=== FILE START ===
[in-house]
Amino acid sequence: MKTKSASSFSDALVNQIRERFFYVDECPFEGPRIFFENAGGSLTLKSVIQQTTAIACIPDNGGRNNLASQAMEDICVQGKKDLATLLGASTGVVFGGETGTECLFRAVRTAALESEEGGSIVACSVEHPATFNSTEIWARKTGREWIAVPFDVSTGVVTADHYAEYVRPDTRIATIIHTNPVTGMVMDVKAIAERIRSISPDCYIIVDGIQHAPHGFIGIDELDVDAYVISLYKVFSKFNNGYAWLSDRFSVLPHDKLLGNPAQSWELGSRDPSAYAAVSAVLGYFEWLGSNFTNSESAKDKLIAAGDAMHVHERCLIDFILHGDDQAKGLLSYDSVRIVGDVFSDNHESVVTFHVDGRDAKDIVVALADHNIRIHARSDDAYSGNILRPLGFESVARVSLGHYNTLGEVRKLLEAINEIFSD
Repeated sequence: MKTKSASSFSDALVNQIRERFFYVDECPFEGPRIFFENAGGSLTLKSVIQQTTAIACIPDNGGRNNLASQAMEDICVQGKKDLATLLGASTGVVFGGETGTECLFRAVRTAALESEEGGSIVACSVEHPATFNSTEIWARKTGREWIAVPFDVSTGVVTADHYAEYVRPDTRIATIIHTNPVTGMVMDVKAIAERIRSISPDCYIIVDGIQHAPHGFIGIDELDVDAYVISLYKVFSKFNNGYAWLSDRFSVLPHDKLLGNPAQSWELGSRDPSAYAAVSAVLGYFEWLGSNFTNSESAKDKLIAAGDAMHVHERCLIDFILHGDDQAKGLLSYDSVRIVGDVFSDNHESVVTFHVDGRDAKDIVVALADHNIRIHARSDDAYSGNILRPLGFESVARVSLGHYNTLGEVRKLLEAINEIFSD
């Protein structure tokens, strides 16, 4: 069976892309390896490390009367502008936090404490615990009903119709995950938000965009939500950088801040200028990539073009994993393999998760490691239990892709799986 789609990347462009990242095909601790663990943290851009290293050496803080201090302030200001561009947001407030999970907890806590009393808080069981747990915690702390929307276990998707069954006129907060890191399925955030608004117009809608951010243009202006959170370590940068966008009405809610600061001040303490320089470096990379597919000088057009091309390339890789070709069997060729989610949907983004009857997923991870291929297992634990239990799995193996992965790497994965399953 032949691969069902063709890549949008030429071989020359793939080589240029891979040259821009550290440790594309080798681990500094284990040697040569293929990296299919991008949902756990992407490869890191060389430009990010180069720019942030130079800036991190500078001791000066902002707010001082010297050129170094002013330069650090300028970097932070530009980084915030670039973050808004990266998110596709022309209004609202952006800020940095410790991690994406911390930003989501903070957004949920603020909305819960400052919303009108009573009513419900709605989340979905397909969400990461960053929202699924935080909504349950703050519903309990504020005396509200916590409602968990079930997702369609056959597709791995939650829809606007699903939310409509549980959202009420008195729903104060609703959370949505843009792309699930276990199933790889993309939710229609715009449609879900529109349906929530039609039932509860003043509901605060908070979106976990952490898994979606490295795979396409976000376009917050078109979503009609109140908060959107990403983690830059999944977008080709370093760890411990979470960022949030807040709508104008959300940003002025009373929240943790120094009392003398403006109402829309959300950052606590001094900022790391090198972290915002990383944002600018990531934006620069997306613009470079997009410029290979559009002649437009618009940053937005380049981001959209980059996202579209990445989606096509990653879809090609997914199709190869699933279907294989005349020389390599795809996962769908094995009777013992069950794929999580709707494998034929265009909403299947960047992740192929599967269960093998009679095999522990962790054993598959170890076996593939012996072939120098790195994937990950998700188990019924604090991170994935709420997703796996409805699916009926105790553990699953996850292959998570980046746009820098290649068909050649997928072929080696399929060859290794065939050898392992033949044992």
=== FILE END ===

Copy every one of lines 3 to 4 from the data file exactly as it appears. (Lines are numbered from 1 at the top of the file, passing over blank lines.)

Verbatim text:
Repeated sequence: MKTKSASSFSDALVNQIRERFFYVDECPFEGPRIFFENAGGSLTLKSVIQQTTAIACIPDNGGRNNLASQAMEDICVQGKKDLATLLGASTGVVFGGETGTECLFRAVRTAALESEEGGSIVACSVEHPATFNSTEIWARKTGREWIAVPFDVSTGVVTADHYAEYVRPDTRIATIIHTNPVTGMVMDVKAIAERIRSISPDCYIIVDGIQHAPHGFIGIDELDVDAYVISLYKVFSKFNNGYAWLSDRFSVLPHDKLLGNPAQSWELGSRDPSAYAAVSAVLGYFEWLGSNFTNSESAKDKLIAAGDAMHVHERCLIDFILHGDDQAKGLLSYDSVRIVGDVFSDNHESVVTFHVDGRDAKDIVVALADHNIRIHARSDDAYSGNILRPLGFESVARVSLGHYNTLGEVRKLLEAINEIFSD
């Protein structure tokens, strides 16, 4: 069976892309390896490390009367502008936090404490615990009903119709995950938000965009939500950088801040200028990539073009994993393999998760490691239990892709799986 789609990347462009990242095909601790663990943290851009290293050496803080201090302030200001561009947001407030999970907890806590009393808080069981747990915690702390929307276990998707069954006129907060890191399925955030608004117009809608951010243009202006959170370590940068966008009405809610600061001040303490320089470096990379597919000088057009091309390339890789070709069997060729989610949907983004009857997923991870291929297992634990239990799995193996992965790497994965399953 032949691969069902063709890549949008030429071989020359793939080589240029891979040259821009550290440790594309080798681990500094284990040697040569293929990296299919991008949902756990992407490869890191060389430009990010180069720019942030130079800036991190500078001791000066902002707010001082010297050129170094002013330069650090300028970097932070530009980084915030670039973050808004990266998110596709022309209004609202952006800020940095410790991690994406911390930003989501903070957004949920603020909305819960400052919303009108009573009513419900709605989340979905397909969400990461960053929202699924935080909504349950703050519903309990504020005396509200916590409602968990079930997702369609056959597709791995939650829809606007699903939310409509549980959202009420008195729903104060609703959370949505843009792309699930276990199933790889993309939710229609715009449609879900529109349906929530039609039932509860003043509901605060908070979106976990952490898994979606490295795979396409976000376009917050078109979503009609109140908060959107990403983690830059999944977008080709370093760890411990979470960022949030807040709508104008959300940003002025009373929240943790120094009392003398403006109402829309959300950052606590001094900022790391090198972290915002990383944002600018990531934006620069997306613009470079997009410029290979559009002649437009618009940053937005380049981001959209980059996202579209990445989606096509990653879809090609997914199709190869699933279907294989005349020389390599795809996962769908094995009777013992069950794929999580709707494998034929265009909403299947960047992740192929599967269960093998009679095999522990962790054993598959170890076996593939012996072939120098790195994937990950998700188990019924604090991170994935709420997703796996409805699916009926105790553990699953996850292959998570980046746009820098290649068909050649997928072929080696399929060859290794065939050898392992033949044992």